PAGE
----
By: Mardi Chapman on: Wed 10 of Feb, 2010
'Ouch' moments are common when you're young and learning to ride a bike or climb a tree but some children also experience pain that is much more complex.
New research at the Griffith Institute for Health and Medical Research (GIHMR) is investigating the intriguing condition of migraine in children.
GIHMR director Professor Lyn Griffiths said children can be diagnosed with the condition from as young as four or five years of age.
It's not always obvious because it can be difficult for young children to articulate the pain they are feeling. Parents who have migraine themselves are probably most likely to recognise the symptoms in their children, she said.
Classic migraine symptoms include severe, intermittent head pain; nausea and vomiting; and sensitivity to loud noise or light.
However migraine symptoms in children can also be different to those experienced by adults. They may experience unexplained abdominal pain or no pain at all.
Professor Griffiths said 20 to 30 per cent of children also experience migraine aura -the vision disturbances such as flashing or blurring that can precede the head pain.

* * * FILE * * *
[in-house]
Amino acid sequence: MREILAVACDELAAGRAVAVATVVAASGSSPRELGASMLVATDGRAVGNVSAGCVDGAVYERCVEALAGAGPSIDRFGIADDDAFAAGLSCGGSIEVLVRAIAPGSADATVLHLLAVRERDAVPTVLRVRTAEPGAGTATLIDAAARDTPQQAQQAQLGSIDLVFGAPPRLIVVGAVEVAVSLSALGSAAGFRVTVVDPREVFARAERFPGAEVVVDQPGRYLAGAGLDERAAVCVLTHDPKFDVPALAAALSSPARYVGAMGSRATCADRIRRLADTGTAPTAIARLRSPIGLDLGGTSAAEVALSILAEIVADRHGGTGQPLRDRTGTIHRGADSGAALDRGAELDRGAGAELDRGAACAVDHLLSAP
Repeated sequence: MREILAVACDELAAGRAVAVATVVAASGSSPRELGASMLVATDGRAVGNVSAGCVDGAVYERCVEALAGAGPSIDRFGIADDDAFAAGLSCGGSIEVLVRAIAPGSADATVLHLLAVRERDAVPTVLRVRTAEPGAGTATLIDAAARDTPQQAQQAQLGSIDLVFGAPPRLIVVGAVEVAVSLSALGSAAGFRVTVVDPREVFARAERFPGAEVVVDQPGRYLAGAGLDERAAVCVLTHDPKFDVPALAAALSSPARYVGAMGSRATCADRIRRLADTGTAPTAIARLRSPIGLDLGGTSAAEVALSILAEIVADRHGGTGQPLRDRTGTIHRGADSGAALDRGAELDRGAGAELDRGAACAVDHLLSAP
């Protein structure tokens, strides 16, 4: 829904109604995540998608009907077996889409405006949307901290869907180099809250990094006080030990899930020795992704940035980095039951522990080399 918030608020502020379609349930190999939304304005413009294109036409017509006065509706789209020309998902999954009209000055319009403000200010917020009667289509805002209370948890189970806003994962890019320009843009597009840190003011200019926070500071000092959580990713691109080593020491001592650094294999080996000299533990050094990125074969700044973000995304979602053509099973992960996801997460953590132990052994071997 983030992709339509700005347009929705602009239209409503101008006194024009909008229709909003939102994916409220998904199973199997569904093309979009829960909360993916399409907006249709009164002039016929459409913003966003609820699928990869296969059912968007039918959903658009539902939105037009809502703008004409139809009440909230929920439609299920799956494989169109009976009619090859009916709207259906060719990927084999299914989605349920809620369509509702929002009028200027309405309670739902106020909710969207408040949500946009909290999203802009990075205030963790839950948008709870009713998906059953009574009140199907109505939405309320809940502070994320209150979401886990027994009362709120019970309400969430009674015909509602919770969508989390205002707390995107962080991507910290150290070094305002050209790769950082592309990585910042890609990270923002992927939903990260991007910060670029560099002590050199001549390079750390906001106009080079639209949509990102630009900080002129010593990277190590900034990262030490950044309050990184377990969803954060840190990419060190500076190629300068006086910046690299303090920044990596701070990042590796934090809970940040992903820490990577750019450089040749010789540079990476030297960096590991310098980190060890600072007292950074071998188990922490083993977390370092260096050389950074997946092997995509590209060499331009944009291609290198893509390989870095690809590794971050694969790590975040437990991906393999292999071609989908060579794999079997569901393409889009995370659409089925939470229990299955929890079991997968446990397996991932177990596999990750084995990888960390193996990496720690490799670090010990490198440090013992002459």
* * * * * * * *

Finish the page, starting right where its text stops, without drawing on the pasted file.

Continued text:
My son had migraine as a child and used to talk about the alien shape he could see, Professor Griffiths said.
In very rare cases, children can also experience a partial paralysis known as familial hemiplegic migraine (FHM).
Griffith's Genomics Research Centre is currently the only accredited laboratory in Australia and New Zealand to perform DNA testing for FHM and other known gene mutations associated with migraine.
New research, led by chief investigator Dr Natalie Colson, aims to expand our understanding of migraine in primary school aged children and they are calling for affected families to help. The research involves filling in a questionnaire and donating a saliva sample for DNA testing.
Professor Griffiths said the research aims to identify other specific genes involved in early onset migraine. A number of genes are known to increase susceptibility to migraine including hormone receptor genes which explain the much higher rates of migraine in females than males after puberty.
MEDIA CONTACTS: Professor Lyn Griffiths 07 5552 8664 or Health Communications Officer Mardi Chapman 07 5552 9089, 0408 727 706.